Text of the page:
Food security: within sight.

By Tahir Ibrahim Tahir Talban Bauchi.

In Nigeria, The rise in the exchange rate affects virtually everything. If the naira value of the dollar increases overnight, we wake up to a morning where the price of garden egg increases, and so does the price of mangoes! So the fall in the value of the naira against the dollar has caused for a huge price increase of food items in the country. It is important to differentiate or clearly define our food situation in the country. Nigeria doesn’t have a food scarcity crisis, but rather, an escalation in the prices of food items which has made them barely affordable to the common man. Raids across the country by consumer protection agencies as well as security agencies, has proven that, there are thousands of metric tonnes of grains hoarded in warehouses by marketers. This on its own has driven prices up, aside the dollar-rate induced inflation. This is being stemmed and prices, even if marginally, have downed a bit for locally produced grains. The market practice of mopping up food items from farmers, processing them, and ware-housing them for a period of time to make a kill in the price margin is an age old venture. This season’s is felt the most because of the more sinister dollar angle.

The very high prices of food items was further compounded by wholesalers of grains exporting them to neighbouring countries as the naira value plummeted. Niger Republic and other neighbouring countries CFA currency is trading at 2.21 naira to 1 CFA. So the markets were flooded by marketers who were coming in to make a kill. Food in Nigeria now is twice cheaper than in our neighbouring countries. So local prices shored up drastically from the exportation of our food supply. The situation was aggravated by the absence of a budgetary provision for the dry season farming of 2023, which usually augments any shortfalls in our food supply in the country. A supplementary budget was passed late last year by the new administration to make way for the dry season farming of 2023.

So in November of 2023, an aggressive dry season wheat farming initiative was launched by the Federal Ministry of Agriculture and Food Security. A 50% discount on farm inputs, costing about 361,000 naira per hectare, was provided to the farmers, covering fertiliser, pesticides, and an improved variety of grains. These grains include the Borlaug 100 and the Attila, which have more than triple the yield of the local/ previously used varieties. The new variety is also more rust resistant. No less than 200,000 farmers were supported, cultivating about 250,000 hectares of land with an expected yield of 1,250,000 metric tonnes. After that, in late January this year, The Ministry of Agric announced that 100,000 metric tonnes of grains, 42,000 from government’s strategic grain reserves, and another 60,000 to be bought off major dealers, would be distributed across the country, free, to the less privileged citizens. This is to help stem the demand and make food available to those who cannot afford the goods due to the high prices. This will in turn drive down prices. Presently, the grains are being bagged and transported to allocated destinations across the country for onward distribution.

Furthermore, The Federal Ministry of Agric is embarking on another dry season farming, this time concentrating on rice, cassava and maize. 500,000 rice farmers are being targeted, to cultivate atleast 250,000 hectares, with an anticipated yield of 1 million metric tonnes. For maize, 110,000 farmers are being targeted, to cultivate 55,000 hectares of land, with an anticipated yield of 165,000 metric tonnes of maize. As for cassava, 75,000 farmers are being earmarked to cultivate 35,000 hectares, with an anticipated yield of 525,000 metric tonnes. This is being driven by the Agric Ministry’s National Agricultural Growth Scheme Agro-Pocket Project. This scheme as earlier stated provides 50% input subsidy to farmers, which is being progressed to a second phase where farmers will enjoy a 93% subsidy.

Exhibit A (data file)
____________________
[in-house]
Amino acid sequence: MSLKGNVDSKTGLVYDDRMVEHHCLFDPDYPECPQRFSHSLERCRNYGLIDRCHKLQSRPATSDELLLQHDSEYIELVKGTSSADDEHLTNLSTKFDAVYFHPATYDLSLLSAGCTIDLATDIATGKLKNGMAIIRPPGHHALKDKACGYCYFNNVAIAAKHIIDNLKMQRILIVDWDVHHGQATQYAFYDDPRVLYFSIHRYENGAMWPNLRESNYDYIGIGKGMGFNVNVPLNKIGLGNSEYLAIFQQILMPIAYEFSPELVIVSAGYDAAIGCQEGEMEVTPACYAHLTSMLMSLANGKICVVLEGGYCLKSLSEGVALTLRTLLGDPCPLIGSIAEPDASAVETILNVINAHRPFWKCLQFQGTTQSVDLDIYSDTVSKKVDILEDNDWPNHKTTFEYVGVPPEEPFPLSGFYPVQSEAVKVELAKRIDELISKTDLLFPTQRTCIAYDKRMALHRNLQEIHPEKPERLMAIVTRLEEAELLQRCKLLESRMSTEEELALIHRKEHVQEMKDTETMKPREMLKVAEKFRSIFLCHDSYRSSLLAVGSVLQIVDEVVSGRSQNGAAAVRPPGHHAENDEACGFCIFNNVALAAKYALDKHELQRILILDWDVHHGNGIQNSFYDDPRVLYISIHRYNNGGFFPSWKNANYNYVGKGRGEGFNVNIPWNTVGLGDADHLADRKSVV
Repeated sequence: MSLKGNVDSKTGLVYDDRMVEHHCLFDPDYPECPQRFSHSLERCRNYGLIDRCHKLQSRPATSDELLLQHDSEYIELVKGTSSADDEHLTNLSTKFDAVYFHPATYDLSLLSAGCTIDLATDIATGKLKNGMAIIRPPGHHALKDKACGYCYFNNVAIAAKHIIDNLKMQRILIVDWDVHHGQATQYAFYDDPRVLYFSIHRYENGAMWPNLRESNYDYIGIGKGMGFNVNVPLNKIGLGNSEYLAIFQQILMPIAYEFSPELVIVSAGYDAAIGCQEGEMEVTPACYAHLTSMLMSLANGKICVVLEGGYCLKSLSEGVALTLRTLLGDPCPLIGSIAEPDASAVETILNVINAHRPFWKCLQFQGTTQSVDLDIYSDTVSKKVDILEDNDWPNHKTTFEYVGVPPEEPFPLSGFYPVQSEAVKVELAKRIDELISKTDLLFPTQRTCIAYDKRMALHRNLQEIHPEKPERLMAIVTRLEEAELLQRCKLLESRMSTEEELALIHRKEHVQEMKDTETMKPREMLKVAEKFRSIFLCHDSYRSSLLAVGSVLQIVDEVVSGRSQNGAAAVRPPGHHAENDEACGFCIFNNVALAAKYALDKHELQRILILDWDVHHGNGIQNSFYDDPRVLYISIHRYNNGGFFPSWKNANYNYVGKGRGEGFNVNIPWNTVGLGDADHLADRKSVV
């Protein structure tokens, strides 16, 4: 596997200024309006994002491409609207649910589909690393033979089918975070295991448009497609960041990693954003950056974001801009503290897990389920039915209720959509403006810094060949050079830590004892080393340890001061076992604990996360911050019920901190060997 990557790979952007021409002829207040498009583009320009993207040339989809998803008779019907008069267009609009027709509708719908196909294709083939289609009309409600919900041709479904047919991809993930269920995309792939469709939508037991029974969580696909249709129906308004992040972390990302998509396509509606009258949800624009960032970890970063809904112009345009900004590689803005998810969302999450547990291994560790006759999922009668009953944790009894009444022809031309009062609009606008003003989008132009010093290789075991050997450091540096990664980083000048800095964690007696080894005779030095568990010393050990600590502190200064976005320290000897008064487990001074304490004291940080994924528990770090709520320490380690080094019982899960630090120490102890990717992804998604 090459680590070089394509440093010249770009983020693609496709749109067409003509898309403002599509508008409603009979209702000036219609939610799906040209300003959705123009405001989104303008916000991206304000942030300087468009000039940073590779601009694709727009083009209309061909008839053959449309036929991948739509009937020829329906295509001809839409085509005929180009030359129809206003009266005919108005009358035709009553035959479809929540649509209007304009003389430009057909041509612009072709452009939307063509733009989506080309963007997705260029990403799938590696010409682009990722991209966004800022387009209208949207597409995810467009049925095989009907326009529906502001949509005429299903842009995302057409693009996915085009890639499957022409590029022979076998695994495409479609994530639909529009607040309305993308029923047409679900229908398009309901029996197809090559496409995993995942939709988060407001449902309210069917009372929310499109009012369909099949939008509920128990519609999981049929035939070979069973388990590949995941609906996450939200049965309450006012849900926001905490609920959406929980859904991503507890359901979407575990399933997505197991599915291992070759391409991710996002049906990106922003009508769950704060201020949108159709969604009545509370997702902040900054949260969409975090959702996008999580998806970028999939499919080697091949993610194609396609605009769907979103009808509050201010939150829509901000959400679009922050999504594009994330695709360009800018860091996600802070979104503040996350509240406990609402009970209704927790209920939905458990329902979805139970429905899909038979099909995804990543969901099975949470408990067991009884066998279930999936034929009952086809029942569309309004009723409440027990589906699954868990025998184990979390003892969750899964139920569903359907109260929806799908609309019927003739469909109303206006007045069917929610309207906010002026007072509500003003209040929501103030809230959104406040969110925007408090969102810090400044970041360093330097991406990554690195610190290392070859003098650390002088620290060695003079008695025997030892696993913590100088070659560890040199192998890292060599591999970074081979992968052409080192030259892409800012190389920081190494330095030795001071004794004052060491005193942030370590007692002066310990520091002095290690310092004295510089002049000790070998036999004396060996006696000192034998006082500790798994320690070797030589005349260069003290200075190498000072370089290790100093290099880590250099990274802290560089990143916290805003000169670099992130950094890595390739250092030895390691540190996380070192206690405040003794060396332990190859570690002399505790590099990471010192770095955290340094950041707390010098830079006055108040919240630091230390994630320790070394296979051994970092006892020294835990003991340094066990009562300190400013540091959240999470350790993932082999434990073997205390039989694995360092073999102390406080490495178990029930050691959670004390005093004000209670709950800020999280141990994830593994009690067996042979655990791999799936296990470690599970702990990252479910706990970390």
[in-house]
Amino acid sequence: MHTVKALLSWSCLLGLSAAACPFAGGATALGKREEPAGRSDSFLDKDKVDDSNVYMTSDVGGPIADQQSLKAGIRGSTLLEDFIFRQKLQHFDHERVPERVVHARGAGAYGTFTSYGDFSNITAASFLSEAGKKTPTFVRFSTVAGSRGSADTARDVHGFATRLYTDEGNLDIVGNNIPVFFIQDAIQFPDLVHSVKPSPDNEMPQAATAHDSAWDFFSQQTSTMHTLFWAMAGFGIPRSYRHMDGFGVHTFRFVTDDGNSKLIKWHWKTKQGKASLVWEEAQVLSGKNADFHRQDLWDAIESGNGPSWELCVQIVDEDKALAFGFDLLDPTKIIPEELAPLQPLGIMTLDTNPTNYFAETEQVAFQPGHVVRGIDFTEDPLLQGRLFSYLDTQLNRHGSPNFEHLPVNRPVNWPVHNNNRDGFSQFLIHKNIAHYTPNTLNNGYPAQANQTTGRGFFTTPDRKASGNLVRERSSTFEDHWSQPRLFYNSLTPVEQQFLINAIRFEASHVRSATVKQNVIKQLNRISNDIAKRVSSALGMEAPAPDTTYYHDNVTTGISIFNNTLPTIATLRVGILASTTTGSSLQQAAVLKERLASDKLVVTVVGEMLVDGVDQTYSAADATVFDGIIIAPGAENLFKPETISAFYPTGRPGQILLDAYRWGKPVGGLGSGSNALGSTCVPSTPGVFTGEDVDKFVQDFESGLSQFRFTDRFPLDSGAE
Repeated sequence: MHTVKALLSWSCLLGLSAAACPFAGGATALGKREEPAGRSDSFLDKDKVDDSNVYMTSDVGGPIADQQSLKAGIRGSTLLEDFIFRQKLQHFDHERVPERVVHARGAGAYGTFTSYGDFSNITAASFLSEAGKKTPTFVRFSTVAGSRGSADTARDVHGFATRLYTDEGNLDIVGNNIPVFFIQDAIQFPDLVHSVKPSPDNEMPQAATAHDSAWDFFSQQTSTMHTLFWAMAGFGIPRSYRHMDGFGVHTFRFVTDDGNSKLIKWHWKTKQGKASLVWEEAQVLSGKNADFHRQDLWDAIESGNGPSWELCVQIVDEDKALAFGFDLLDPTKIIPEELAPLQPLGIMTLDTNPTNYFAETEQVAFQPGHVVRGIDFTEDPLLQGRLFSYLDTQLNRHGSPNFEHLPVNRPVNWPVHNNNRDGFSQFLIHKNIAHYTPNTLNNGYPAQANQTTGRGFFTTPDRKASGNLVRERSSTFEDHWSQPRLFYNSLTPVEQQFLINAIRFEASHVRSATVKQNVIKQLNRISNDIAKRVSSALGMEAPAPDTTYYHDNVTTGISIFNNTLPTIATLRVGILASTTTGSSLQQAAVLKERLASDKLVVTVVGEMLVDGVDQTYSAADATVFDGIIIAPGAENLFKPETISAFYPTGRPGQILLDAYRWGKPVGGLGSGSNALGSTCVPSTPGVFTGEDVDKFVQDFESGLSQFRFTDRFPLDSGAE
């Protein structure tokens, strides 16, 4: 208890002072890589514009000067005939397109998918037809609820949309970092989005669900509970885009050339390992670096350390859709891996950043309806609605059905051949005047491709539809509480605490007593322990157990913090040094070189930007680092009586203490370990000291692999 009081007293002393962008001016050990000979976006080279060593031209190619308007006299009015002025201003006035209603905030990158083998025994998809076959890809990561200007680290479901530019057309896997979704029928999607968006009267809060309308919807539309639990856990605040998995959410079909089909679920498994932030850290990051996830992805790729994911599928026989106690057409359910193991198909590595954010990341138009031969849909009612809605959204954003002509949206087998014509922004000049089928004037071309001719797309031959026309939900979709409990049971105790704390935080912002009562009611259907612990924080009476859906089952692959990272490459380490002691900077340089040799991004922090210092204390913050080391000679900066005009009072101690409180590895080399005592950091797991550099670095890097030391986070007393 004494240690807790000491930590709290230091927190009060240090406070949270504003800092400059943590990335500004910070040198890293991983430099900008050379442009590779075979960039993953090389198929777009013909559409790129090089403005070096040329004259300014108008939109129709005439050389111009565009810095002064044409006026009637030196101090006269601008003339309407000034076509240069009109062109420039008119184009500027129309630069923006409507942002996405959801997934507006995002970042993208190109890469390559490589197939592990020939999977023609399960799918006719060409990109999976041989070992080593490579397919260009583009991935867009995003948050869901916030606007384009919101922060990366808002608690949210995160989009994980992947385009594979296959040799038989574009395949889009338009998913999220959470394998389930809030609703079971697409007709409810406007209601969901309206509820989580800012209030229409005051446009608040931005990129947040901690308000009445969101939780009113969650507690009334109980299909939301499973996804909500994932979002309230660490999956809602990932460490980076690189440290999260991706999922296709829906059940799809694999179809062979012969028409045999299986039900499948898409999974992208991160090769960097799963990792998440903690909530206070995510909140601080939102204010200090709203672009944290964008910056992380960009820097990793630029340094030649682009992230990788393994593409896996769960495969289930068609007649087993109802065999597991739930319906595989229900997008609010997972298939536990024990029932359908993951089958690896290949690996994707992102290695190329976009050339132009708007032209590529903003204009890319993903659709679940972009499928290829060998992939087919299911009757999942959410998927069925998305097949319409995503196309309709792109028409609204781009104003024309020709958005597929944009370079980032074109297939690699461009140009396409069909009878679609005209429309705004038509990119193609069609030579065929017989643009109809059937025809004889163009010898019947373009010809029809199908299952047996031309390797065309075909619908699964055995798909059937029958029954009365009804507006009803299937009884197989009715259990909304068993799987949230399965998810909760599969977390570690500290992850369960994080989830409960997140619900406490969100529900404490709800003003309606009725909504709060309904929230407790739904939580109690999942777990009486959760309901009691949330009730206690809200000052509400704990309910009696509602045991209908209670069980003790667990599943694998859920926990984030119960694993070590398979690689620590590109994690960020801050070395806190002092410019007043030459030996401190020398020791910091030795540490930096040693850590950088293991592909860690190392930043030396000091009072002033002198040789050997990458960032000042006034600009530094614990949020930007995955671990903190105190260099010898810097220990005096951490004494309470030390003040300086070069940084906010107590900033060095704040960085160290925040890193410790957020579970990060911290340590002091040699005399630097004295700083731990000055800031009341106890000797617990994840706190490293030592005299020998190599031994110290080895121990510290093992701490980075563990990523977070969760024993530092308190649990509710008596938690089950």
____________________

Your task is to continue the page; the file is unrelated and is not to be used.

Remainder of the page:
From all indications, The wet season farming will be witnessing a considerable reduction or perhaps a subsidy in the price of fertiliser. From the Honorable Minister of Agric’s presentation at the last NEC meeting, raising concerns about the price of fertiliser, from the dollarisation of local commodities like urea, The Vice President, Sen. Kashim Shettima had called for a meeting with major fertiliser producers in the country such as Dangote, Indorama and Notore. This alone would drastically reduce the costs incurred by farmers as fertiliser is the one most expensive input utilised by them. Also in the furtherance of mechanised agriculture, The Hon. Minister of Agric, Sen. Abu Kyari had earlier announced that the Agric Ministry, in collaboration with John Deere, an Agricultural machinery company, would be providing 2000 Tractors annually, which would be sold to Nigerian farmers at very affordable prices, with very low interest rates. This is aimed at boosting the all year farming drive of the Agric and Food Security Ministry.

Food security is definitely within sight and it is envisaged that by the next dry season farming coming in 8 months, when the country would have eventually achieved the all year farming season, local food supply would be massively improved, and hopefully with a lot more for exports. This would greatly improve on the diversification of our economy, shoring up the inflow of foreign exchange, which is the bane of our economic woes presently. The President has ruled out the importation of food items for food sufficiency and that is the way to go. Our problem is not the insufficiency of food, but the escalating prices of food items.

Tahir is Talban Bauchi.

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